Recently I read Women at Church by Neylan McBaine. For me, one aspect of the book left me extremely concerned and made it very difficult for me to find the book safe to recommend. She asked what we are going to do if there are unhappy women in our wards—and hoped we weren’t going to decide the women should change. This is an extremely dangerous thought if it means what it sounds like it means.

Every time I write an article about happiness and pain being choices, I get angry responses from readers…and yet here I am doing it again. It is just too essential a topic to ignore.

woman-768702_640People don’t want happiness to be a choice, because choices come with responsibility. It makes life so much easier if we can just sit back and blame others for our unhappiness and if we can insist they be the ones to change, not us. This has been one of my pet peeves with the majority of the more recent feminist writings. I come from a feminist background, and I support some feminist desires (but not priesthood ordination). I do not, however, support approaching it with a victim mentality. My frustration is less with the women who have  been trained by others to have this attitude–it is with the women who are teaching it, particularly if I feel they ought to know better.

The problem with sitting back and making others responsible for your happiness or unhappiness is that you turn yourself into a victim. The victim mentality is hardly healthy or Christ-driven. The Book of Mormon teaches us that we are that we might have joy and that means we are permitted to be joyful-but it’s our choice. If we choose to spend our lives feeling picked on, God will let us.  These things might feel important to us–although they often are because people have talked us into it–but we need to put them into perspective–an eternal perspective.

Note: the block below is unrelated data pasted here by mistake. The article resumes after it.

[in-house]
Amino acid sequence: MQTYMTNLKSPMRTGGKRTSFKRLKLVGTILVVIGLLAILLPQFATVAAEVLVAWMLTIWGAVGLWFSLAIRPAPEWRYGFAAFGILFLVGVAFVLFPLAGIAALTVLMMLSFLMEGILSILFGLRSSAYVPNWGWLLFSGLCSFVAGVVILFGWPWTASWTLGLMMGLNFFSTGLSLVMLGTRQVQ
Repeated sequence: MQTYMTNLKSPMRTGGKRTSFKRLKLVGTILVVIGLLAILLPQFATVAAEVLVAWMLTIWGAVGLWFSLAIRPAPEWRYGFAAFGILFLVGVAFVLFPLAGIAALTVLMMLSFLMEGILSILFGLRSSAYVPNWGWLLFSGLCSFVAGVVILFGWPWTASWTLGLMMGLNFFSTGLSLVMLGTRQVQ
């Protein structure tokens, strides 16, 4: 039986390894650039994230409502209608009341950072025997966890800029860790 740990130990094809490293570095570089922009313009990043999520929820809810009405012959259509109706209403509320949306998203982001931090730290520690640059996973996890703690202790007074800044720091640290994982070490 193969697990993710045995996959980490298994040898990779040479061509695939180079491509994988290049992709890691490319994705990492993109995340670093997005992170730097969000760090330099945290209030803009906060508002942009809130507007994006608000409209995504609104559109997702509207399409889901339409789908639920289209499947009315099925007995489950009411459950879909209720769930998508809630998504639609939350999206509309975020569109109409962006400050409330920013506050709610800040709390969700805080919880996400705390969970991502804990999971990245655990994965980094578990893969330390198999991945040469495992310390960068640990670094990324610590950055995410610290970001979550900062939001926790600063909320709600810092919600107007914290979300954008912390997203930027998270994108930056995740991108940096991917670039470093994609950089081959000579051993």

If we choose to be happy, He will also let us do that. Wise people choose happiness. I feel an unhealthy victim mentality is making the current Mormon Feminist movement very dangerous. It’s not something I saw regularly in that movement until fairly recent times and it’s certainly not the feminist message I was presented as a teenager involved in feminism outside the Church.

Now, let me just start off by saying that I understand about depression and the impact it has on emotions. However, when I write about happiness and pain, I am talking about those who have no physical reason for their depression (or who have a physical reason but use it as an excuse not to do the best they can within their limitations). I am not talking about someone whose mother died yesterday. There is a natural and healthy time for grieving that was built into our systems.

portrait-692724_640Despite all of that, we still have choices. I have seen people battling tremendous trials who choose to face them with as much happiness as they can manage under the circumstances. People who find themselves in concentration camps, starving while lost in the wilderness, or facing deep poverty, illness or physical pain have sometimes chosen to face it with courage and joy. It’s not easy. I have no doubt about that. I think a certain period of grieving time is healthy and natural—but not a lifetime of it.

Nephi tends to come to mind when I think about attitude. He said he’d been blessed all the days of his life. All of them. Think about this—homeless for a long time, regularly fighting off murder attempts by his brothers…but he was blessed all of every day. That’s choosing joy. That is who I want to be.

There is no such thing as a life that has everything the way you want it. Life is that way—on purpose, I believe. It’s good for us to learn life isn’t always about us and that life can be joyful without being exactly the way we personally choose it to be.